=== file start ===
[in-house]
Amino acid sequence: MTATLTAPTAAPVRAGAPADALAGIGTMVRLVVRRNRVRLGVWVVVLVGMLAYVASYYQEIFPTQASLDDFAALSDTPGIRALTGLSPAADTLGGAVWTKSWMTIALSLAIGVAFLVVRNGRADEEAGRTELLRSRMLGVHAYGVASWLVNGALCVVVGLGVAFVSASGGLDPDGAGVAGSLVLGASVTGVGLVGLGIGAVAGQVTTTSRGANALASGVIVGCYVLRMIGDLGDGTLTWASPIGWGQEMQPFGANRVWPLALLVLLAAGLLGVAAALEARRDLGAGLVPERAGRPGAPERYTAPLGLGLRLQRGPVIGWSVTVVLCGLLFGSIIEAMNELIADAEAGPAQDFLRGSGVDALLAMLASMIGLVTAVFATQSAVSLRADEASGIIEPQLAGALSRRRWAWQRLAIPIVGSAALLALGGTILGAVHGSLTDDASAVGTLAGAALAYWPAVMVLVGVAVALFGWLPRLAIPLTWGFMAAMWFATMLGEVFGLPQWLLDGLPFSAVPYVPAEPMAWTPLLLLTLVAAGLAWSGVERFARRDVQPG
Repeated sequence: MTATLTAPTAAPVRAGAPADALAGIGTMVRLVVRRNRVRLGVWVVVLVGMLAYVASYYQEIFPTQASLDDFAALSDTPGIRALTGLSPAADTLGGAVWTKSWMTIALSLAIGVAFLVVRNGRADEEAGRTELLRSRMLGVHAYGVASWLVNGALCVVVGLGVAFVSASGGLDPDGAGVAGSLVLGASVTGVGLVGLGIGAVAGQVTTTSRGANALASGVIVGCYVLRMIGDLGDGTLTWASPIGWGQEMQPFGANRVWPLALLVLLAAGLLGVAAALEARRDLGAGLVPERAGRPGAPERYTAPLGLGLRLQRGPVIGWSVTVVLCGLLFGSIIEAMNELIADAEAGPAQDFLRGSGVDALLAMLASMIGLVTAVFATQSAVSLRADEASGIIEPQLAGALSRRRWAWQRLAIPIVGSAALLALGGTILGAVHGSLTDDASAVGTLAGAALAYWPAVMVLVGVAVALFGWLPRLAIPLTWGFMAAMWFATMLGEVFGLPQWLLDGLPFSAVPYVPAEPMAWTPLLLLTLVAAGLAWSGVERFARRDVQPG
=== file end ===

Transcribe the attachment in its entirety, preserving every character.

[in-house]
Amino acid sequence: MTATLTAPTAAPVRAGAPADALAGIGTMVRLVVRRNRVRLGVWVVVLVGMLAYVASYYQEIFPTQASLDDFAALSDTPGIRALTGLSPAADTLGGAVWTKSWMTIALSLAIGVAFLVVRNGRADEEAGRTELLRSRMLGVHAYGVASWLVNGALCVVVGLGVAFVSASGGLDPDGAGVAGSLVLGASVTGVGLVGLGIGAVAGQVTTTSRGANALASGVIVGCYVLRMIGDLGDGTLTWASPIGWGQEMQPFGANRVWPLALLVLLAAGLLGVAAALEARRDLGAGLVPERAGRPGAPERYTAPLGLGLRLQRGPVIGWSVTVVLCGLLFGSIIEAMNELIADAEAGPAQDFLRGSGVDALLAMLASMIGLVTAVFATQSAVSLRADEASGIIEPQLAGALSRRRWAWQRLAIPIVGSAALLALGGTILGAVHGSLTDDASAVGTLAGAALAYWPAVMVLVGVAVALFGWLPRLAIPLTWGFMAAMWFATMLGEVFGLPQWLLDGLPFSAVPYVPAEPMAWTPLLLLTLVAAGLAWSGVERFARRDVQPG
Repeated sequence: MTATLTAPTAAPVRAGAPADALAGIGTMVRLVVRRNRVRLGVWVVVLVGMLAYVASYYQEIFPTQASLDDFAALSDTPGIRALTGLSPAADTLGGAVWTKSWMTIALSLAIGVAFLVVRNGRADEEAGRTELLRSRMLGVHAYGVASWLVNGALCVVVGLGVAFVSASGGLDPDGAGVAGSLVLGASVTGVGLVGLGIGAVAGQVTTTSRGANALASGVIVGCYVLRMIGDLGDGTLTWASPIGWGQEMQPFGANRVWPLALLVLLAAGLLGVAAALEARRDLGAGLVPERAGRPGAPERYTAPLGLGLRLQRGPVIGWSVTVVLCGLLFGSIIEAMNELIADAEAGPAQDFLRGSGVDALLAMLASMIGLVTAVFATQSAVSLRADEASGIIEPQLAGALSRRRWAWQRLAIPIVGSAALLALGGTILGAVHGSLTDDASAVGTLAGAALAYWPAVMVLVGVAVALFGWLPRLAIPLTWGFMAAMWFATMLGEVFGLPQWLLDGLPFSAVPYVPAEPMAWTPLLLLTLVAAGLAWSGVERFARRDVQPG